Enter the maze

The invisible dice mystery

two red dice

The Ancient Egyptians, Romans and Greeks used dice with various shapes and markings; some even believed they could be used to predict the future. Using just a few invisible dice, which you can easily make at home, you can amaze your friends with a transparent feat of magical prediction.

The presentation

You can’t really predict the future with dice, but you can do some clever magic tricks with them. For this trick first you need some invisible dice, they are easy to make, it’s all in the imagination. You take your empty hand and state to your friend that it contains two invisible dice. Of course it doesn’t, but that’s where the performance come in. You set up the story of ancient ways to predict the future. You can have lots of fun as you hand the 'dice' over and get your friend to do some test rolls to check the dice aren’t loaded. On the test rolls ask them what numbers the dice are showing (remember a dice can only show numbers 1 through 6), this gets them used to things. Then on the final throw, tell them to decide what numbers are showing, but not to tell you! You are going to play a game where you use these numbers to create a large ‘mystical’ number.

To start, they choose one of the dice and move it closer to them, remembering the number on this die. You may want to have them whisper the numbers to another friend in case they forget, as that sort of ruins the trick ending!

Next you take two more ‘invisible dice’ from your pocket; these will be your dice. You roll them a bit, giving random answers and then finally say that they have come up as a 5 and a 5. Push one of the 5s next to the dice your friend selected, and tell them to secretly add these numbers together, i.e. their number plus 5. Then push your second 5 over and suggest, to make it even harder, to multiply their current number by 5+5 (i.e. 10 – that’s a nice easy multiplication to do) and remember that new number. Then finally turn attention to your friend’s remaining unused die, and get them to add that last number to give a grand total. Ask them now to tell you that grand total. Almost instantly you can predict exactly the unspoken numbers on each of their two invisible dice. If they ask how it you did it, say it was easy – they left the dice in plain sight on the table. You just needed to look at them.

The computing behind

This trick works by hiding some simple algebra in the presentation. You have no idea what two numbers your friend has chosen, but let’s call the number on the die they select A and the other number B. If we call the running total X then as the trick progresses the following happens: to begin with X=0, but then we add 5 to their secret number A, so X= A+5. We then get the volunteer to multiply this total by 5+5 (i.e. 10) so now X=10*(A+5). Then we finally add the second secret number B to give X=10(A+5)+B. If we expand this out, X= 10A+50+B. We know that A and B will be in the range 1-6 so this means that when your friend announces the grand total all you need to do is subtract 50 from that number. The number left (10*A+B) means that the value in the 10s column is the number A and the units column is B, and we can announce these out loud. For example if A=2 and B=4, we have the grand total as 10(2+5)+4 = 74, and 74 – 50= is 24, so A is 2, and B is 4.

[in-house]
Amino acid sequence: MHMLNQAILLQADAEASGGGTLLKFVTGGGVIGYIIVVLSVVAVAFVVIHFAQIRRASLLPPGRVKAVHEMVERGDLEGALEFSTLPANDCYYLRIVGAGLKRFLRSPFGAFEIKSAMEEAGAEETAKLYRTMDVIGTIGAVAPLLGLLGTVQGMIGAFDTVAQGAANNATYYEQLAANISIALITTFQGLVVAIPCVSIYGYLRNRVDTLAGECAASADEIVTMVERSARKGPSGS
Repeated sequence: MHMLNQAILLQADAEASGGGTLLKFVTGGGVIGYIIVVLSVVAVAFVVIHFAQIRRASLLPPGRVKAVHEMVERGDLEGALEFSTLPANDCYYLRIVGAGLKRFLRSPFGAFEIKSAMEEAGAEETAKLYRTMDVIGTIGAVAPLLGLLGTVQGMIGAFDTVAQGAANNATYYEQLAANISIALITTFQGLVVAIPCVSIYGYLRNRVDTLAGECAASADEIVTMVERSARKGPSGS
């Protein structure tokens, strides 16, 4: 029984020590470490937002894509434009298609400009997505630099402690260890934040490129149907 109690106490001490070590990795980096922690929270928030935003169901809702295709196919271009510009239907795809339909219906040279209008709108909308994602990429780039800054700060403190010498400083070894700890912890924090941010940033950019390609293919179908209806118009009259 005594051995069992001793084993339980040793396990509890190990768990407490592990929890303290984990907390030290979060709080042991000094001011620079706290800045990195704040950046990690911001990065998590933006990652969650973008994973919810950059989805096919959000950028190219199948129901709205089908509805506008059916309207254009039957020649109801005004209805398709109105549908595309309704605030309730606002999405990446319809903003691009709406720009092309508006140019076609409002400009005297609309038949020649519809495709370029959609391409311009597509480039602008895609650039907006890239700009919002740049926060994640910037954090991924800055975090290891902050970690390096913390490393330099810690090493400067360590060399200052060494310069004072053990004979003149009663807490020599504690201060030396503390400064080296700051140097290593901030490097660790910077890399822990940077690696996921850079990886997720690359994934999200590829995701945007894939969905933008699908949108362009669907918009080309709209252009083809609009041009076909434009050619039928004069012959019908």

In what are called procedural computer languages this idea of having a running total that changes as we go through well-defined steps in a computer program is a key element. The running total X is called a variable, to start in the trick, as in a program, we need to initialise this variable, that is we need to know what it is right at the start, in this case X=0. At each stage of the trick (program) we do something to change the ‘state’ of this variable X, ie there are rules to decide what it changes to and when, like adding 5 to the first secret number changes X from 0 to X=(A+5). A here isn’t a variable because your friend knows exactly what it is, A is 2 in the example above, and it won’t change at any time during the trick so it’s called a constant (even if we as the magician don’t know what that constant is). When the final value of the variable X is announced, we can use the algebra of the trick to recover the two constants A and B.

Other ways to do the trick

Of course there are other ways you could perform the trick using different ways to combine the numbers, as long as you end up with A being multiplied by 10 and B just being added. But you want to hide that fact as much as possible. For example you could use three ‘invisible dice’ yourself showing 5, 2 and 5 and go for 5*(A*2+5) + B if you feel confident your friend can quickly multiply by 5. Then you just need to subtract 25 from their grand total (10A+25+B), and you have their numbers. The secret here is to play with the presentation to get one that suits you and your audience, while not putting too much of a mental strain on you or your friend to have to do difficult maths in their head as they calculate the state changes of that ever-growing variable X.